Remember how I wrote a couple of days ago that the river has risen 8 inches in a decade because all the construction in Florida means there’s less space to handle water run-off so it all ends up in rivers that lead to the coast?
Today we saw what that means.
We were cycling along the Intracoastal Waterway south of Delray Beach and north of Boca Raton — perhaps Highland Beach. The road was flooded and the water was lapping at what’s essentially a curb along the water. It won’t take much more to create a permanent mess. Even the Harley rider whose T-shirt depicted a GOP elephant adorned with Trump’s hair admitted Florida will be under water. Too bad, he said, before gunning his engine as the drawbridge was still closing.
Today’s route was lots more of A1A (only a few truly crazy spots) and one town blending into another, often with walls of high rises and even more under construction. For people who escaped the big cities up north for lots of sunshine, I saw this as a less-appealing version and the same congested roads. And with little in the way of alternative transportation, what happens when you have to give up driving? It didn’t make me want to say oh yes, let’s move to Florida when we retire.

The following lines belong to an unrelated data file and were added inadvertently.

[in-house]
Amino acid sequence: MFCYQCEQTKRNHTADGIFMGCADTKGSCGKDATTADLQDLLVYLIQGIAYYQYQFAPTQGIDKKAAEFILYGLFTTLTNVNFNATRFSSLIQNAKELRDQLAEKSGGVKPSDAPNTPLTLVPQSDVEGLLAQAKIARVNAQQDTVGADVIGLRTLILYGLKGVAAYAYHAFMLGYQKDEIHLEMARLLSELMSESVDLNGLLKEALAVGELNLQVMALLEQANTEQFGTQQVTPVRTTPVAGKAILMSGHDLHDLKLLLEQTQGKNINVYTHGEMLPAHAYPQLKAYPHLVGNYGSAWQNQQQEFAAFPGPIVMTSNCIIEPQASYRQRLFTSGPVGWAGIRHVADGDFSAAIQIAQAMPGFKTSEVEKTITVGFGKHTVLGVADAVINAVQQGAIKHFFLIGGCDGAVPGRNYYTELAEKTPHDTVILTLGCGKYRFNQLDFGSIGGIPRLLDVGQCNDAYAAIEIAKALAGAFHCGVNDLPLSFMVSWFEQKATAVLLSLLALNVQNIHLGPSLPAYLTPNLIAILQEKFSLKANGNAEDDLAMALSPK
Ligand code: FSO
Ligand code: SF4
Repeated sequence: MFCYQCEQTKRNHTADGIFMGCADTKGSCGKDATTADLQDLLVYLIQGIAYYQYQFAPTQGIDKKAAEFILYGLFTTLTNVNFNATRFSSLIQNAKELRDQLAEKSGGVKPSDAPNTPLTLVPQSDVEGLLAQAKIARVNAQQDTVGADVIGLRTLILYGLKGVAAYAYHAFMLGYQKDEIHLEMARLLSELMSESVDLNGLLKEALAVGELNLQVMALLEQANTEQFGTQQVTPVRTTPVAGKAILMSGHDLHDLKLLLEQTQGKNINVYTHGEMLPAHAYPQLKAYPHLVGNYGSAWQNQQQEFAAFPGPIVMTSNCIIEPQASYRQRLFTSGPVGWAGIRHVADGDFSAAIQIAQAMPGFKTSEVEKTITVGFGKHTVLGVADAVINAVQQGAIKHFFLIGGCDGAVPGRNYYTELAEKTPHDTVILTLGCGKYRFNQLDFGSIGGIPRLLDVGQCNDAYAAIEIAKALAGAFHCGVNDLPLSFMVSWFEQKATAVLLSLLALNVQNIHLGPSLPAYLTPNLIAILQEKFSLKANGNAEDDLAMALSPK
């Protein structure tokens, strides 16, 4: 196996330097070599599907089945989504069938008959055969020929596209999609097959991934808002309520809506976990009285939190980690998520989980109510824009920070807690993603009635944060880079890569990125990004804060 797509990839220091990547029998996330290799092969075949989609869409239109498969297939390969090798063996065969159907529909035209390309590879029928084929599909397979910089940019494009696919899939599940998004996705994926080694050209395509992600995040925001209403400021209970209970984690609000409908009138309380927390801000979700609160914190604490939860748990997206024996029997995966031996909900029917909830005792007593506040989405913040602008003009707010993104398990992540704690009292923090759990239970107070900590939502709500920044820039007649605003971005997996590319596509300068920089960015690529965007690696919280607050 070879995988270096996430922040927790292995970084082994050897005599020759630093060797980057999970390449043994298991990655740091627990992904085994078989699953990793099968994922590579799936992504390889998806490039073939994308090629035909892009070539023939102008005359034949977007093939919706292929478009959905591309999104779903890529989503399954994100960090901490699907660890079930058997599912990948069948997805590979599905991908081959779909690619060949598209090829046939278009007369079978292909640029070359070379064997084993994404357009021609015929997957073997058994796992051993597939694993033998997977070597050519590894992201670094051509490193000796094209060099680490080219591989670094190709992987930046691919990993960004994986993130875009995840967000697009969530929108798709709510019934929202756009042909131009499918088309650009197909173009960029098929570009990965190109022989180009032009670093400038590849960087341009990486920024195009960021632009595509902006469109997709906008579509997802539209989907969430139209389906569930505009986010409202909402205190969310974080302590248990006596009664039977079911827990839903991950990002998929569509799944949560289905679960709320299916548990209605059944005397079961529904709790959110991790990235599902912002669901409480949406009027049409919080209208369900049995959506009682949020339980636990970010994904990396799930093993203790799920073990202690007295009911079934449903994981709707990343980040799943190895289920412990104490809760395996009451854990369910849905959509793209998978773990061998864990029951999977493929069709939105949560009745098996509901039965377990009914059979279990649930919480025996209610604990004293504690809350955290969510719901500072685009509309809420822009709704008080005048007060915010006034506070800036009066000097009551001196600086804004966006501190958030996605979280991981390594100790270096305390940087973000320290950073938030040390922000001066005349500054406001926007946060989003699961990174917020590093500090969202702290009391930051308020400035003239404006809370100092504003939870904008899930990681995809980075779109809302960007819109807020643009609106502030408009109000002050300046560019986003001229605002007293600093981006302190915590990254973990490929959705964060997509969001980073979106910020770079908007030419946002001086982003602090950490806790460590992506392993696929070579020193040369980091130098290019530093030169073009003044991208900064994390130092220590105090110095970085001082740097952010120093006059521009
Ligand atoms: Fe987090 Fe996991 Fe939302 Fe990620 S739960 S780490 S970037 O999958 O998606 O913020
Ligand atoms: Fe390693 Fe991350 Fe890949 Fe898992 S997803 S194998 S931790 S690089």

Of course, towns have different personalities. While Palm Beach was mansions and low-rise condos, for example, Boca was a different kind of wealthy with high-rise condos. It gets bonus points for a sidewalk along Ocean Drive and even some public beach access points, something Palm Beach doesn’t have. Plenty of towns had crazy high condo projects under construction; how many will be mostly AirBnb? Meanwhile, Miami Beach seems very focused on resiliency and adapting the city for rising sea levels, but is it all a losing battle, especially if the state can call itself the Sunshine State and not go all-in on solar power.
We saw plenty of boats, including one four-level yacht from above (bridge crossing). And this one came by as we had lunch a bit along the Intracoastal south of the Fort Lauderdale airport. Pretty sleek! Though I bet it’s a gas guzzler.
Here’s what I did like: the bike paths we experienced today. There was the Hollywood Beach Broadwalk (not boardwalk), a long promenade for walkers, runners and yes cyclists with the beach on one side and shops, restaurants and places to stay on the other.
In Miami Beach, there’s the Atlantic Greenway alongside the beach on the Atlantic side, including a just-designated section of the East Coast Greenway. Pretty cool to use palm streets to separate the trail down the middle. Tonight we heard that come 2022, this beach path will extend from 89th Street to the southern end of Miami Beach.
Here are some more photos from the day.
And for another perspective, here’s what a fellow rider experienced.
One thought on “Day 4: 54 miles from Delray Beach to Miami Beach”
I have always wanted to see the Hollywood Beach Broadwalk. Have a pic of it often on my screensaver.